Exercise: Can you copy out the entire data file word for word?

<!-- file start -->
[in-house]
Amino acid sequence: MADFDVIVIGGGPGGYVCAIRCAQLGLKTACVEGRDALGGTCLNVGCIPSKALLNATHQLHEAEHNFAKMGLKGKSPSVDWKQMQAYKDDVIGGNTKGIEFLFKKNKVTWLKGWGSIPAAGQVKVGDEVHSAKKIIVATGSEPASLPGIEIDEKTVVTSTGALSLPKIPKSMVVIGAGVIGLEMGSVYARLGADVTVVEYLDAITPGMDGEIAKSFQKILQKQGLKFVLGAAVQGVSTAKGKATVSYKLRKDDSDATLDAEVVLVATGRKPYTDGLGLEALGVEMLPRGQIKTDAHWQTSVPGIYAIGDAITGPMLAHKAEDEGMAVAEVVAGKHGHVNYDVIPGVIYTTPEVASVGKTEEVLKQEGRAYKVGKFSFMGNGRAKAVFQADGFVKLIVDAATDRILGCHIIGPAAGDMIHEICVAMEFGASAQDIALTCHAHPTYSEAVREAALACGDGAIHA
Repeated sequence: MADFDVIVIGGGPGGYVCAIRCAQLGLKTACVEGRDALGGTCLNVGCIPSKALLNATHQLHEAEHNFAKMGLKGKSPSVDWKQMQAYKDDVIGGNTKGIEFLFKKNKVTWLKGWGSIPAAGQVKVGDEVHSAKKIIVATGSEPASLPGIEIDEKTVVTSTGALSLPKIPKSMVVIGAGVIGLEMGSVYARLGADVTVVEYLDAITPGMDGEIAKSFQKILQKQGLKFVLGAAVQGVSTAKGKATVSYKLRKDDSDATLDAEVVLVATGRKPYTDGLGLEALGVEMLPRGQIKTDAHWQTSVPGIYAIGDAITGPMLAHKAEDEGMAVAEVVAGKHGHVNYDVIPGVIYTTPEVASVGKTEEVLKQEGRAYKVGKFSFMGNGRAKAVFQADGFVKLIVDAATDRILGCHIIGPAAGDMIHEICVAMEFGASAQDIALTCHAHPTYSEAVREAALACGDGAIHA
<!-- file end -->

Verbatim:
[in-house]
Amino acid sequence: MADFDVIVIGGGPGGYVCAIRCAQLGLKTACVEGRDALGGTCLNVGCIPSKALLNATHQLHEAEHNFAKMGLKGKSPSVDWKQMQAYKDDVIGGNTKGIEFLFKKNKVTWLKGWGSIPAAGQVKVGDEVHSAKKIIVATGSEPASLPGIEIDEKTVVTSTGALSLPKIPKSMVVIGAGVIGLEMGSVYARLGADVTVVEYLDAITPGMDGEIAKSFQKILQKQGLKFVLGAAVQGVSTAKGKATVSYKLRKDDSDATLDAEVVLVATGRKPYTDGLGLEALGVEMLPRGQIKTDAHWQTSVPGIYAIGDAITGPMLAHKAEDEGMAVAEVVAGKHGHVNYDVIPGVIYTTPEVASVGKTEEVLKQEGRAYKVGKFSFMGNGRAKAVFQADGFVKLIVDAATDRILGCHIIGPAAGDMIHEICVAMEFGASAQDIALTCHAHPTYSEAVREAALACGDGAIHA
Repeated sequence: MADFDVIVIGGGPGGYVCAIRCAQLGLKTACVEGRDALGGTCLNVGCIPSKALLNATHQLHEAEHNFAKMGLKGKSPSVDWKQMQAYKDDVIGGNTKGIEFLFKKNKVTWLKGWGSIPAAGQVKVGDEVHSAKKIIVATGSEPASLPGIEIDEKTVVTSTGALSLPKIPKSMVVIGAGVIGLEMGSVYARLGADVTVVEYLDAITPGMDGEIAKSFQKILQKQGLKFVLGAAVQGVSTAKGKATVSYKLRKDDSDATLDAEVVLVATGRKPYTDGLGLEALGVEMLPRGQIKTDAHWQTSVPGIYAIGDAITGPMLAHKAEDEGMAVAEVVAGKHGHVNYDVIPGVIYTTPEVASVGKTEEVLKQEGRAYKVGKFSFMGNGRAKAVFQADGFVKLIVDAATDRILGCHIIGPAAGDMIHEICVAMEFGASAQDIALTCHAHPTYSEAVREAALACGDGAIHA